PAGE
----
Autopsy studies performed over time find that unacceptably high rates of diagnosis errors persist; similarly, diagnosis errors continue to represent a leading cause of medical malpractice suits.
But even without newsworthy body counts, the problem of diagnosis errors has been known to clinicians for decades, if largely ignored by stakeholders and policy-makers as a major quality and safety problem.
I felt sad when I went to make rounds in the hospital.
One of my patients, a colleague, had been readmitted in poor condition for recurrence of a primary lung sarcoma.
I spent a few minutes examining Dennis and chatting. He then, with a quizzical look, said, “Jim, I’m going to have to sue you. I know I’m dying. My wife Alice and the kids are still pretty young.” He saw my look of surprise and added, “You know, I don’t have much life insurance or other very significant funds for them to live on. It’s nothing personal. I know you’ve given me good care, but my wife is upset and tends to blame you for the outcome. I guess the hospital and others will be named.”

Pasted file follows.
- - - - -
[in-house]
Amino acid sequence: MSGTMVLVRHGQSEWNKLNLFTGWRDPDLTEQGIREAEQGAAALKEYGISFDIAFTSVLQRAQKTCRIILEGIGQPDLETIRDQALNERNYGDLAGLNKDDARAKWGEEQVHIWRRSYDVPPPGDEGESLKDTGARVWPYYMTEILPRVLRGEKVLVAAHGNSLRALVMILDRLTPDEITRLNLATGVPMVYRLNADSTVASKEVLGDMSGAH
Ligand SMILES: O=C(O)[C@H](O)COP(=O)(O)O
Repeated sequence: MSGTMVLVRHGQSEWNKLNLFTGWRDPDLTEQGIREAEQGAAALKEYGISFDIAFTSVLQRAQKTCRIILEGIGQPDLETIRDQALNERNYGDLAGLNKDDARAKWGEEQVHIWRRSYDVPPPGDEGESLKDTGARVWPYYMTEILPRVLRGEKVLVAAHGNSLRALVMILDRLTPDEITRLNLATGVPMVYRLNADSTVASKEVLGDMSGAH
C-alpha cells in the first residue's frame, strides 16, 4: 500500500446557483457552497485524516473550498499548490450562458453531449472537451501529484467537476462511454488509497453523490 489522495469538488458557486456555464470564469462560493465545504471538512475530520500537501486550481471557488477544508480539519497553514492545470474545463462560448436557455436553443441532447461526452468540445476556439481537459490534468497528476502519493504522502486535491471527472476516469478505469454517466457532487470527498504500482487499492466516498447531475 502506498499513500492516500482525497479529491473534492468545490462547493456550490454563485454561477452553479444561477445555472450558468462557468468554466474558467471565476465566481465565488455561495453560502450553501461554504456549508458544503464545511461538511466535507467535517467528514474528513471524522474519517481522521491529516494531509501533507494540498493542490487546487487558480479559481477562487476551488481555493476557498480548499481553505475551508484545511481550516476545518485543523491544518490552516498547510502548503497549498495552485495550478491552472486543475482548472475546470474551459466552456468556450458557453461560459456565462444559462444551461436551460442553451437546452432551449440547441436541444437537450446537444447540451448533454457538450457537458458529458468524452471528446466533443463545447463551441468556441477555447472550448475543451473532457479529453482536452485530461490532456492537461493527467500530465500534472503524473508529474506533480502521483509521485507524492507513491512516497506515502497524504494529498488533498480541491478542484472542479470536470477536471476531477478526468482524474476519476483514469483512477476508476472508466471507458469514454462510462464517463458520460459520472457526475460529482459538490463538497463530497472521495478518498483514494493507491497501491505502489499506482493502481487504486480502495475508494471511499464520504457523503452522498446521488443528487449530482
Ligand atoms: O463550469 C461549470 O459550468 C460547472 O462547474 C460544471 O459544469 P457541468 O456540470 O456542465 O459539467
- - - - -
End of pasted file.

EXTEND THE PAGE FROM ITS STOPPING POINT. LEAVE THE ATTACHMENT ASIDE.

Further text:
There wasn’t much more for me to say at the time except, “Dennis I can find another attending for you if you’d like.” He replied, “No, I want to stay with you.”
Dennis was a well liked family doctor. About five years earlier a “coin lesion” was discovered on a chest X-Ray. This 2cm spot in the right upper lobe had a smooth rounded border and didn’t contain calcium. A CT scan showed no enlarged lymph nodes and no other spots elsewhere. A needle biopsy of the spot was not diagnostic. We knew the spot was new because an X-Ray five years earlier was normal. He hadn’t traveled to an area where Valley Fever or other fungal infections were common.